There's also an Irish song called 'Bold Robert Emmet,' sung most recently by John Beg O'Flaherty to this tune. I wonder which set of lyrics came first?


20 Jan 07 - 09:07 AM (#1942413)
Subject: RE: Streets of Laredo
From: artbrooks

I don't think The Streets of Stavenger are in there anywhere.


20 Jan 07 - 11:12 AM (#1942494)
Subject: RE: Streets of Laredo
From: An Buachaill Caol Dubh

Further to Big Tim's digression, the earliest version of "The Bard of Armagh" I've found is from the mid, or late, nineteenth century, and is the work of one A. Ritchie. The words bear a fairly close relationship to the three-verse set collected and arranged by Herbert Hughes and published in "Irish Country Songs" 1n 1909, but are inferior in poetic merit. The air of "Bold Robert Emmet", as given in Colm O'Lochlainn's "Irish Street Ballads", isn't the same as either "The Bard of A" or "Streets of L", tho' there are similarities


20 Jan 07 - 01:55 PM (#1942618)
Subject: RE: Streets of Laredo
From: Jack Campin

The tune was first known as "The Banks of the Devon", after the words Burns wrote for it. He sasy he collected the tune near Inverness, from a woman singing a Gaelic song, "The Brown Dairymaid". That's a Jacobite song about the '45 written by Alasdair MacMaighstir Alasdair, not long after the event. So the tune must have been in circulation in Scotland in the middle of the 18th century, 50 years before there's any trace of it in Ireland. There's nothing very Scottish Highland about it, it's much like several broadside tunes of mixed Anglo-Scottish parentage you find in D'Urfey and Playford's publications of the late 17th century.

There are *many* Scottish and English broadsides of the early 19th century that call for "The Banks of the Devon" as their required tune, i.e. they got it directly or indirectly from Johnson's "Scots Musical Museum". The Irish balladeers would have got it from the same sources.

Mercury treatment for syphilis goes back to the first ten years of the epidemic, it was standard treatment by 1510. There's lots of 18th century doggerel about it.


20 Jan 07 - 02:02 PM (#1942622)
Subject: RE: Streets of Laredo
From: Jim Lad

Lest we forget Eric Bogle's "No Man's Land"


20 Jan 07 - 05:18 PM (#1942781)
Subject: RE: Streets of Laredo
From: Scoville

As they used to say during the . . . one of the world wars: "One night with Venus means a lifetime with Mercury."


09 Jan 19 - 08:27 AM (#3970747)
Subject: RE: Streets of Laredo
From: Lighter

The Longton (Kans.) Gleaner (Dec. 30, 1881), p. 2, prints the earliest documented text, five years after Francis Maynard is said to have written the song. (See the "Live in the Nation?" thread: Maynard's own 1911 text is not identical.)

It would be interesting to know who requested publication in 1881 and why. According to the U.S. Census Bureau (via Wikipedia), the population of Longton in 1880 was 255.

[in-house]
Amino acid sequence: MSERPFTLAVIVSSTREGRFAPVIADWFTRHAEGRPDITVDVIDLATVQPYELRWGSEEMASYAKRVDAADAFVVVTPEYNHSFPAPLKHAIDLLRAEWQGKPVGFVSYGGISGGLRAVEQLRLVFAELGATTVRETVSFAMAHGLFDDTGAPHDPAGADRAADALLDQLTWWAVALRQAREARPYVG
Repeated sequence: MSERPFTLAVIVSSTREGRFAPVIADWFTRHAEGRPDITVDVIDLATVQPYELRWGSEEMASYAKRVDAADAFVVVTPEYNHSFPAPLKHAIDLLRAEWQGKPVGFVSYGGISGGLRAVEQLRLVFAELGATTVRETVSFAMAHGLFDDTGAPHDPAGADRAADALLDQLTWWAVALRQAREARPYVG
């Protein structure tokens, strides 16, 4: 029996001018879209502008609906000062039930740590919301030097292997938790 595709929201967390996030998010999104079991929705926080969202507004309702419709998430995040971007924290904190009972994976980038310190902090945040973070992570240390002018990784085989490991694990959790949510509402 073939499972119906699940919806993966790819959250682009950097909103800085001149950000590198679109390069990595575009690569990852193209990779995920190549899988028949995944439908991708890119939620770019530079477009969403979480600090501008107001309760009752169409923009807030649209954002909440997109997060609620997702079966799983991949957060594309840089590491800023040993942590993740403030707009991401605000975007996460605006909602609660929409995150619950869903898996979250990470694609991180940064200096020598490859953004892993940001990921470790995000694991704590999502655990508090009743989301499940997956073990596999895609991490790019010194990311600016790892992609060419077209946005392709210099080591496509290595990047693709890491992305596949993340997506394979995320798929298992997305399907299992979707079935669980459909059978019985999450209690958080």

THE DYING COW-BOY
                                              --
                                 (Published by request)

        As I rode down by Tom Sherman’s bar-room,
        Tom Sherman’s bar-room so early one day,
        It was there I spied a once handsome cow-boy,
        He was draped in white linen as though for the grave.

        Chorus.
        Beat the drum lowly, and play the fife slowly,
        Oh! play the dead march as you bear me along.
        Bear me to the graveyard and lay the sword o’er me,
        I am a young ranger, I know I’ve done wrong.

        I see by your outfit that you are a cow-boy;
       These words he said as I went riding by,
        Come sit down by me and hear my sad story;
        I’m shot through the breast and I know I must die.
        
       Go bear this message to my gray-headed mother.
        And drop the news gently to my sister dear.
        But not one word of this place do you mention,
        When they gather around you my story to hear.

        But there is another as dear as my sister,
        Will bitterly weep when she hears I’m gone                  
        But there is another may win her affection,
        I am a young ranger, I know I’ve done wrong.

        Once in my saddle I used to go dashing.
        Once in my saddle I used to look gay;
        I first took to drinking then took to gambling,
        Got into a fight, and now to my grave.

        Go gather around you a crowd of gay cow-boys,
        And tell them the tale of their comrade’s sad fate.
        Tell each and all to take timely warning
        And quit their wild ways before it is too late.

        Go bring to me a cup of cold water,
        To bathe my flushed temples, the poor fellow said.
        But ere I had reached him the spirit had left,
        It had gone to the giver, the cow-boy was dead.

                                 LAST CHORUS.

         We’ll beat the drum lowly, we’ll play the fife slowly,
        We’ll play the dead march as we bear him along,
          We all love our comrade, so brave and so handsome,
        We all love the cow-boy, although he did wrong.